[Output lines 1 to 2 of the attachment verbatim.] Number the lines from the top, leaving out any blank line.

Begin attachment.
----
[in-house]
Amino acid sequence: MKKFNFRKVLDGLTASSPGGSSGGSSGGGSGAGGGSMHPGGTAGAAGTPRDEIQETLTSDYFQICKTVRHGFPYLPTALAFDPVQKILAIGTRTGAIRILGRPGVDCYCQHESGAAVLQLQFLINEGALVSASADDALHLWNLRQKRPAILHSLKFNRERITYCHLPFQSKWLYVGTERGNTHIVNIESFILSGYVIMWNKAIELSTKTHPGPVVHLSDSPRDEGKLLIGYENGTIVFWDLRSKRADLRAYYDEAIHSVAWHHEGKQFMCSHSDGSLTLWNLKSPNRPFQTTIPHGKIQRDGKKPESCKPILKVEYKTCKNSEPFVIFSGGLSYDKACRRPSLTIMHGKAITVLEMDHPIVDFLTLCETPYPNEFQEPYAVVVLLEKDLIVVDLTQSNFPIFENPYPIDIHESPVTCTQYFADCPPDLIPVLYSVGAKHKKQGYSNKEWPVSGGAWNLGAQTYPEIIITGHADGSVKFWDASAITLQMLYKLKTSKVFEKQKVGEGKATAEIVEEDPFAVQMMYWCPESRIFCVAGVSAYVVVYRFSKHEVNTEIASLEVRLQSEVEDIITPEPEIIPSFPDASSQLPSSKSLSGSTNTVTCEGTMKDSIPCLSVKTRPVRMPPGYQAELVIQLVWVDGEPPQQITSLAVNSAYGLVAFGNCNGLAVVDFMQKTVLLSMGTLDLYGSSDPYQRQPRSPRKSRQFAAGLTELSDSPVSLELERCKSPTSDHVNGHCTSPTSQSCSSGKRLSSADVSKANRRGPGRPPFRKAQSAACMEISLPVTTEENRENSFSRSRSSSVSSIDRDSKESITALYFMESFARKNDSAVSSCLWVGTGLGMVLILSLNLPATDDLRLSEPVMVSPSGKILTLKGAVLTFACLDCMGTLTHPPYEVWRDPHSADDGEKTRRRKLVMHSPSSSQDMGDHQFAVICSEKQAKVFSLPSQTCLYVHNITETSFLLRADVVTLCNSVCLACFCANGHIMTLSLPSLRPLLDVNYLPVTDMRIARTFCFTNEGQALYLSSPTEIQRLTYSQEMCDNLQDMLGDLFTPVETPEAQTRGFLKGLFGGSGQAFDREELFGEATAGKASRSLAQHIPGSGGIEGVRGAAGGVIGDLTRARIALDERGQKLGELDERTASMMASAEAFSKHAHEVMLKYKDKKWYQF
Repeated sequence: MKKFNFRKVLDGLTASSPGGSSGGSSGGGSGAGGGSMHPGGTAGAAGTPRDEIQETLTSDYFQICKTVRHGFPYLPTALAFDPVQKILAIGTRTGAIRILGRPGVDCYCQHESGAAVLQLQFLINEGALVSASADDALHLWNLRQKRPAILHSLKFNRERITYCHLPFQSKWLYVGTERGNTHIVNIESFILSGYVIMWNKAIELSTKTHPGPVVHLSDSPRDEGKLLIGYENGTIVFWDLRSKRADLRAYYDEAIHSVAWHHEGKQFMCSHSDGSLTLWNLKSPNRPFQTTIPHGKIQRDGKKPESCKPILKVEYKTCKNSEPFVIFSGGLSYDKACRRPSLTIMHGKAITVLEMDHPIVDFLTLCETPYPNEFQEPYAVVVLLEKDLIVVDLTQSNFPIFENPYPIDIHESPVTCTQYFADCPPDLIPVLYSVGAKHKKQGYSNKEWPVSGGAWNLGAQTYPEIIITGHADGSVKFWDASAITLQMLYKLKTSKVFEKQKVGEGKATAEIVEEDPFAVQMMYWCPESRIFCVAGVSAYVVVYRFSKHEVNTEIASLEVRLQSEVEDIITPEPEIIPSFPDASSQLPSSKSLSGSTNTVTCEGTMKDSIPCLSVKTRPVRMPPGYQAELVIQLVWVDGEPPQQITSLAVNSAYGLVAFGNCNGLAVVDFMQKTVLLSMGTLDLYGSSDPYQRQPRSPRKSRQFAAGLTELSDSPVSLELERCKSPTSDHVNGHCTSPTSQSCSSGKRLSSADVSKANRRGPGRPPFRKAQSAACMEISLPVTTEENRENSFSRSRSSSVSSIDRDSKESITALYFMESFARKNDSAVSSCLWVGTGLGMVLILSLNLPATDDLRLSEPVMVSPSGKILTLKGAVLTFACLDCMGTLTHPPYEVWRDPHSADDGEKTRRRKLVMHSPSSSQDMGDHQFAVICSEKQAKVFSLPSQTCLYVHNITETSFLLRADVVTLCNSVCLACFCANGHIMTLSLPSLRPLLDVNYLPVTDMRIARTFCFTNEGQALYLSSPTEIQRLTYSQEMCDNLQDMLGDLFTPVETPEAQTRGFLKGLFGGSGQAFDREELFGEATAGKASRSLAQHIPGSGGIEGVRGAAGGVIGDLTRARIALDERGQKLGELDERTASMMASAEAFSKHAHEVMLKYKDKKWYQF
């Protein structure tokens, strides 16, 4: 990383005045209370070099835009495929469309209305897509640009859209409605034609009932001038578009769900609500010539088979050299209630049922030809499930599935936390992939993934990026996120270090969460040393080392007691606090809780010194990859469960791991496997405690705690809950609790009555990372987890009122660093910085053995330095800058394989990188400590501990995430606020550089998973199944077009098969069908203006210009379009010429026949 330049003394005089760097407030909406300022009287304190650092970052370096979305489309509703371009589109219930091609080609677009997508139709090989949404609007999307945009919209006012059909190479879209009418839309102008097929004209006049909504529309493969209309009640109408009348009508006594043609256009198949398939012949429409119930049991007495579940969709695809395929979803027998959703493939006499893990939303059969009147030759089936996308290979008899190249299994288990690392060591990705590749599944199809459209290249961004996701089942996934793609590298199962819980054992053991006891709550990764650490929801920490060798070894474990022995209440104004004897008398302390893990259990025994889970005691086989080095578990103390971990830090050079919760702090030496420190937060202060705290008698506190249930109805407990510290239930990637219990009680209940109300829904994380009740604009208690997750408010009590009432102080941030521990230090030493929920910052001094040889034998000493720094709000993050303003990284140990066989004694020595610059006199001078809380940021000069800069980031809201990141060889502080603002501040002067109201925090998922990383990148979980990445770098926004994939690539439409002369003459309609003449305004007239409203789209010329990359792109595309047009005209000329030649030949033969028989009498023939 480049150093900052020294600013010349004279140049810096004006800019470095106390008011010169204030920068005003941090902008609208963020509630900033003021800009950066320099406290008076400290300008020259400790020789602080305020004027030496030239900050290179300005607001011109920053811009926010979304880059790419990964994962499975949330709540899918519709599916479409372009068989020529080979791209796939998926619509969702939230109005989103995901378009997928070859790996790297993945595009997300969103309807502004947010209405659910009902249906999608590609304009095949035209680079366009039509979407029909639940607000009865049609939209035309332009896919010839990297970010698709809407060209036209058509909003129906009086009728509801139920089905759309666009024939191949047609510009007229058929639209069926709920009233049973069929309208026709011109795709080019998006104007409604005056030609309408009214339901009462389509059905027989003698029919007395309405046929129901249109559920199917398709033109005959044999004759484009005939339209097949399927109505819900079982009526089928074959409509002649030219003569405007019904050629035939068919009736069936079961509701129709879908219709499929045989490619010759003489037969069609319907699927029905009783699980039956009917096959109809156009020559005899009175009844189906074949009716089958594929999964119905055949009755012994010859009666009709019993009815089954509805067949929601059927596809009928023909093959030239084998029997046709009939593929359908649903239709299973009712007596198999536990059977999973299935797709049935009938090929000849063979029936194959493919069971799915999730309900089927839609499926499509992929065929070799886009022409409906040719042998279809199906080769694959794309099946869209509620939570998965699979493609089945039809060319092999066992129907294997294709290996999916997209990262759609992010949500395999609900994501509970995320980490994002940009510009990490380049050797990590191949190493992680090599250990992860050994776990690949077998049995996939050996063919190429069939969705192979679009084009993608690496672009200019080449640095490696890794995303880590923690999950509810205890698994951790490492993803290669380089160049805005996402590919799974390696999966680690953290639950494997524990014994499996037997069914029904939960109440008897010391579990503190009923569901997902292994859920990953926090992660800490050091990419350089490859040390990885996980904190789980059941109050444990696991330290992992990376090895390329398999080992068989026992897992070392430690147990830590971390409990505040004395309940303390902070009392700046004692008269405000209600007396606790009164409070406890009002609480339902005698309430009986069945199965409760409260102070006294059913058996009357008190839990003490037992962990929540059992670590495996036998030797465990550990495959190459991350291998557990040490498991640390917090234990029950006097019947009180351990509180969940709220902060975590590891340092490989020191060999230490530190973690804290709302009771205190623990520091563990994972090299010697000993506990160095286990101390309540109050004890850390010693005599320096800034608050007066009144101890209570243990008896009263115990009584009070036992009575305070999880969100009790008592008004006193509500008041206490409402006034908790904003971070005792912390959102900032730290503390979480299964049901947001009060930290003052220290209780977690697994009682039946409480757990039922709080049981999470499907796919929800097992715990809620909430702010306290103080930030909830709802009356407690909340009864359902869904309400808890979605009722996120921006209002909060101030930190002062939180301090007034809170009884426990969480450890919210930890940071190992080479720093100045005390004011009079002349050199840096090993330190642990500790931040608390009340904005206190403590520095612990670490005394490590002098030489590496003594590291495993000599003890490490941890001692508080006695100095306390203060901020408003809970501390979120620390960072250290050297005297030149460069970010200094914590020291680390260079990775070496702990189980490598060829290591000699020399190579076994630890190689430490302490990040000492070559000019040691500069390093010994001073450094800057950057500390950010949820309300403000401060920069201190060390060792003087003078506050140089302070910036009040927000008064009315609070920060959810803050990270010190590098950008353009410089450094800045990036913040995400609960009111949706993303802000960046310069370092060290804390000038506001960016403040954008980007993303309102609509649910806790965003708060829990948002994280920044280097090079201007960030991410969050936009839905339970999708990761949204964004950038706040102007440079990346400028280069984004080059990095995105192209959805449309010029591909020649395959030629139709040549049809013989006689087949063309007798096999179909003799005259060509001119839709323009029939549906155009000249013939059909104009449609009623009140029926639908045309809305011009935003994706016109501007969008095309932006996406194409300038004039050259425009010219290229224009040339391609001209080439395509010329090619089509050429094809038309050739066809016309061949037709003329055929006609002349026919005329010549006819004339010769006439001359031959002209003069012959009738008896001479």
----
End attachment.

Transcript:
[in-house]
Amino acid sequence: MKKFNFRKVLDGLTASSPGGSSGGSSGGGSGAGGGSMHPGGTAGAAGTPRDEIQETLTSDYFQICKTVRHGFPYLPTALAFDPVQKILAIGTRTGAIRILGRPGVDCYCQHESGAAVLQLQFLINEGALVSASADDALHLWNLRQKRPAILHSLKFNRERITYCHLPFQSKWLYVGTERGNTHIVNIESFILSGYVIMWNKAIELSTKTHPGPVVHLSDSPRDEGKLLIGYENGTIVFWDLRSKRADLRAYYDEAIHSVAWHHEGKQFMCSHSDGSLTLWNLKSPNRPFQTTIPHGKIQRDGKKPESCKPILKVEYKTCKNSEPFVIFSGGLSYDKACRRPSLTIMHGKAITVLEMDHPIVDFLTLCETPYPNEFQEPYAVVVLLEKDLIVVDLTQSNFPIFENPYPIDIHESPVTCTQYFADCPPDLIPVLYSVGAKHKKQGYSNKEWPVSGGAWNLGAQTYPEIIITGHADGSVKFWDASAITLQMLYKLKTSKVFEKQKVGEGKATAEIVEEDPFAVQMMYWCPESRIFCVAGVSAYVVVYRFSKHEVNTEIASLEVRLQSEVEDIITPEPEIIPSFPDASSQLPSSKSLSGSTNTVTCEGTMKDSIPCLSVKTRPVRMPPGYQAELVIQLVWVDGEPPQQITSLAVNSAYGLVAFGNCNGLAVVDFMQKTVLLSMGTLDLYGSSDPYQRQPRSPRKSRQFAAGLTELSDSPVSLELERCKSPTSDHVNGHCTSPTSQSCSSGKRLSSADVSKANRRGPGRPPFRKAQSAACMEISLPVTTEENRENSFSRSRSSSVSSIDRDSKESITALYFMESFARKNDSAVSSCLWVGTGLGMVLILSLNLPATDDLRLSEPVMVSPSGKILTLKGAVLTFACLDCMGTLTHPPYEVWRDPHSADDGEKTRRRKLVMHSPSSSQDMGDHQFAVICSEKQAKVFSLPSQTCLYVHNITETSFLLRADVVTLCNSVCLACFCANGHIMTLSLPSLRPLLDVNYLPVTDMRIARTFCFTNEGQALYLSSPTEIQRLTYSQEMCDNLQDMLGDLFTPVETPEAQTRGFLKGLFGGSGQAFDREELFGEATAGKASRSLAQHIPGSGGIEGVRGAAGGVIGDLTRARIALDERGQKLGELDERTASMMASAEAFSKHAHEVMLKYKDKKWYQF